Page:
Managerial pressure played heavily on the decisions of accountants to bend to their wishes and to employ “creative” techniques to make the numbers appear better than they actually were. There were a number of players that played a role in creating the scandals. The audit became viewed as a commodity that had a certain degree of intrinsic value

. When the audit confirmed increasing revenues, it had a positive effect on earnings per share

. The accountants were not the only ones to blame for this scenario. There were many managers, lawyers, and boards that approved and pressured accountants to paint a rosy picture for the future, or risk their livelihood and reputation. Many accountants begun to bend and the line between right and wrong became blurred. Professional practices had changed and the line between right and wrong had blurred. Soon this became the new norm in accounting practices.

When the scandals began to surface, auditors and accountants took the blame for the situation, but in reality, there were others that pressured them into their actions. However, the accountants and auditors were the easiest to blame because their actions could be directly liked to the new system of accounting. They were an easy target for shouldering the blame. However, regardless of the true roll that accountants played in the scandals, the fact remained that the profession would never be the same again. Accountants and auditors would be forced to comply with an increasing load of government regulation and oversight.

Members of the accounting profession feel that these regulations have decreased the quality of their work

. The need to adhere to regulations and trying to make a nonstandard asset fit into a standardized format has changed the field of accountancy to the point where it no longer resembles anything like it did in the days before oversight. In answering the question of whether even more government oversight is in the future of accounting, one must understand the nature of government oversight and intervention in a capital system. In general, the philosophy of the United States has been to leave industries alone, as long as they are acting honestly and in the best interests of the American public.

However, when something goes wrong that threatens the foundation of the capital market, or places the economy in danger, the government steps in and puts regulation into place to help mitigate the current crisis and to keep it from reappearing in the future. Their policy has always been to provide just enough regulation to resolve the current crisis, but not to be overly intrusive at the same time. Government policy and regulation is reactionary and as long as things are going well, they tend to let the markets take cares of themselves.

This same reactionary policy was seen most recently when the government stepped in to help resolve the current banking crisis. Up until this point, the discussions have focused on how to make the banks solvent. However, one can count on more regulations for banks in the future, similar to Sarbanes-Oxley. The banking industry can be expected to fall under the same scrutiny and regulation as the accounting industry.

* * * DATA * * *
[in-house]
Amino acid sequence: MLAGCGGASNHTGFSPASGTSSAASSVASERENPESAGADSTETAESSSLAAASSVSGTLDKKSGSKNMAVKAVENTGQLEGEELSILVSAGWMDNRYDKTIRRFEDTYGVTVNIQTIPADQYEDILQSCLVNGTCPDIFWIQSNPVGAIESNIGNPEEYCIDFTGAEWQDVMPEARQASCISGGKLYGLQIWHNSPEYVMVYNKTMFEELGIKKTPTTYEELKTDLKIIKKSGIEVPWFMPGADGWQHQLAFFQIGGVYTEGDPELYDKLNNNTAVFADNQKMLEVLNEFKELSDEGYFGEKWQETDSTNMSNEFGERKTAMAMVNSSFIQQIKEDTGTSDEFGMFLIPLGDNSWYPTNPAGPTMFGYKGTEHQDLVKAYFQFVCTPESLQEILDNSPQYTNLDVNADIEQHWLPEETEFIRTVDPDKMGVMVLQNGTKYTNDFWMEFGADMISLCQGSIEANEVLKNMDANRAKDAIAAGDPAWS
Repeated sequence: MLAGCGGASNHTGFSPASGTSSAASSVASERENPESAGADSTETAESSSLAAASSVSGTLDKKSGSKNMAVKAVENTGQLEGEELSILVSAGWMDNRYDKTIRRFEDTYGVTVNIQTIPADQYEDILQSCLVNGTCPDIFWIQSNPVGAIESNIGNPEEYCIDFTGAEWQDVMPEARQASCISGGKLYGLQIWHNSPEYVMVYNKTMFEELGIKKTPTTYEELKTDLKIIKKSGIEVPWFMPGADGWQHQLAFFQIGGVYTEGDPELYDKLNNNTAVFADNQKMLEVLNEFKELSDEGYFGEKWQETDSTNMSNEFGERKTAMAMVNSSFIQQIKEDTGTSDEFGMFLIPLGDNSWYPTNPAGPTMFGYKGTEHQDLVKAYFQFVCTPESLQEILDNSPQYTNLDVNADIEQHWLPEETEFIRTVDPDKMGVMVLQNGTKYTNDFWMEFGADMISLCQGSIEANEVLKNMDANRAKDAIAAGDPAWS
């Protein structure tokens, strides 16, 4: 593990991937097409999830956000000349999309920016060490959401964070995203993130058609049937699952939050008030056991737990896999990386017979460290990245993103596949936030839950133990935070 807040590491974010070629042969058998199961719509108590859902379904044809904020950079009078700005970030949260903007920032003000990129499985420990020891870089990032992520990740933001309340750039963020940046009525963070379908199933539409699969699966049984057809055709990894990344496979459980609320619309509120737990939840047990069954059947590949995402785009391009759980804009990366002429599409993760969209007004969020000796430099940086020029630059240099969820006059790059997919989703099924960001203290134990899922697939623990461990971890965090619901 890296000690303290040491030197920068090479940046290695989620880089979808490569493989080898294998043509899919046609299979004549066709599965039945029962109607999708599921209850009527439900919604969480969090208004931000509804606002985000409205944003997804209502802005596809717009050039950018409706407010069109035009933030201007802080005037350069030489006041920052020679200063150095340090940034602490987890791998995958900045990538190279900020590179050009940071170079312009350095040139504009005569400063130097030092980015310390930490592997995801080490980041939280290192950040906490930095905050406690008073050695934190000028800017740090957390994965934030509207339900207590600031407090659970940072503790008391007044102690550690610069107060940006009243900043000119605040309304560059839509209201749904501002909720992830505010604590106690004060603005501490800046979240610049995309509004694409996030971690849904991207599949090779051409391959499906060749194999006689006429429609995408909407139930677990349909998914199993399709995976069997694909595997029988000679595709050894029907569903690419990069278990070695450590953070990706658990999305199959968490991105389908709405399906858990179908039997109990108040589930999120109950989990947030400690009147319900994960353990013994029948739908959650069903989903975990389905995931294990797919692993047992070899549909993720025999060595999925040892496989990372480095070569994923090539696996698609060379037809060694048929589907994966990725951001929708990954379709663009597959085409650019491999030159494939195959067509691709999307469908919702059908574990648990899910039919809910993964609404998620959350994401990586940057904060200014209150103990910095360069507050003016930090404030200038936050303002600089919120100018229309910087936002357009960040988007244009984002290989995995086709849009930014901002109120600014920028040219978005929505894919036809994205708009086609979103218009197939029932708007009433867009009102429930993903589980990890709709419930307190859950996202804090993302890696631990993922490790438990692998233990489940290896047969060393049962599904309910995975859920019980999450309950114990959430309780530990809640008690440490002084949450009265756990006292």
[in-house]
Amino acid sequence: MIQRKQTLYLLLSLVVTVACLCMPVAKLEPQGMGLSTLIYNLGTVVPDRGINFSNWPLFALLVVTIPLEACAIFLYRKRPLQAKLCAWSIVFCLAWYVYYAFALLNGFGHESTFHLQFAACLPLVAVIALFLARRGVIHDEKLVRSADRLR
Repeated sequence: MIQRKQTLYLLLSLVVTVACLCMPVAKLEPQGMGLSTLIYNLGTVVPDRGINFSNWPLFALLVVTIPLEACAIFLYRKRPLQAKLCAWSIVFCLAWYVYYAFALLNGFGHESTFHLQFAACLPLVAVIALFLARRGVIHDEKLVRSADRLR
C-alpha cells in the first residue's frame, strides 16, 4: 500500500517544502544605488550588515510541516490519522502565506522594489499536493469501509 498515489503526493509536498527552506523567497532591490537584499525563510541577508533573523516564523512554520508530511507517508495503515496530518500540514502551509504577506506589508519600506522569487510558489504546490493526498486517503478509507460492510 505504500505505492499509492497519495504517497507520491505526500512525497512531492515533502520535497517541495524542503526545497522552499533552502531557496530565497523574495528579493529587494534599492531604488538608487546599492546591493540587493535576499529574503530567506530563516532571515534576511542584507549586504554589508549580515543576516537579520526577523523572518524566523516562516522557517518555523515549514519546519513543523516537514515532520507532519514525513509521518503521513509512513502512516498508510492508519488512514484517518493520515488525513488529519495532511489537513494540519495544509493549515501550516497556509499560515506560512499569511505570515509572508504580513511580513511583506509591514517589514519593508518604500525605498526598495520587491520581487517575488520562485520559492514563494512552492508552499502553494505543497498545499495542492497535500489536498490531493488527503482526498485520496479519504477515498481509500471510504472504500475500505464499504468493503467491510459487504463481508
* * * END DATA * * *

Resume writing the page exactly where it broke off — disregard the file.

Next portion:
In light of this regulatory attitude, one could expect that no further regulations will be adopted, unless another crisis emerges that demonstrates a need for tighter regulation. New regulations are not inevitable, and would not be likely to be adopted, as long as things continue to go well under the currently existing set of rules. However, if more problems arise then further regulations could be expected. When things go wrong, the American people are used to looking to the U.S. government for leadership and guidance. They expect action from their government in a crisis. However, if things are going well, they do not welcome further government interventions and restrictions. If the current set of standards works and no further scandals occur, then no new regulations can be expected.

What education is needed by the professional accountant to meet future demands?

The new accounting regulations are a bane and a blessing to the accountant. They have provided a level of standardization and created a common language among professionals and laypersons alike. However, they have also changed the face of the accounting profession in a way that will affect the education and conduct of accountants in the future. In the future, the accountant will have to do more than to balance the books. In order to understand the potential educational requirements for accountants in the future, we will examine how they have changed historically and then apply the changes that have occurred due to new regulations in order to paint a picture of what the future of accountancy looks like.

The profession of accounting has been around almost as long as economic trade. An intimate relationship exists between accounting, finance, and the economy. Accounting differs from bookkeeping. When one thinks of bookkeeping, it generally refers to the recording of transactions. This is where bookkeeping stops. Bookkeeping is a part of accounting, but accounting goes farther and tries to paint a picture of the company’s health.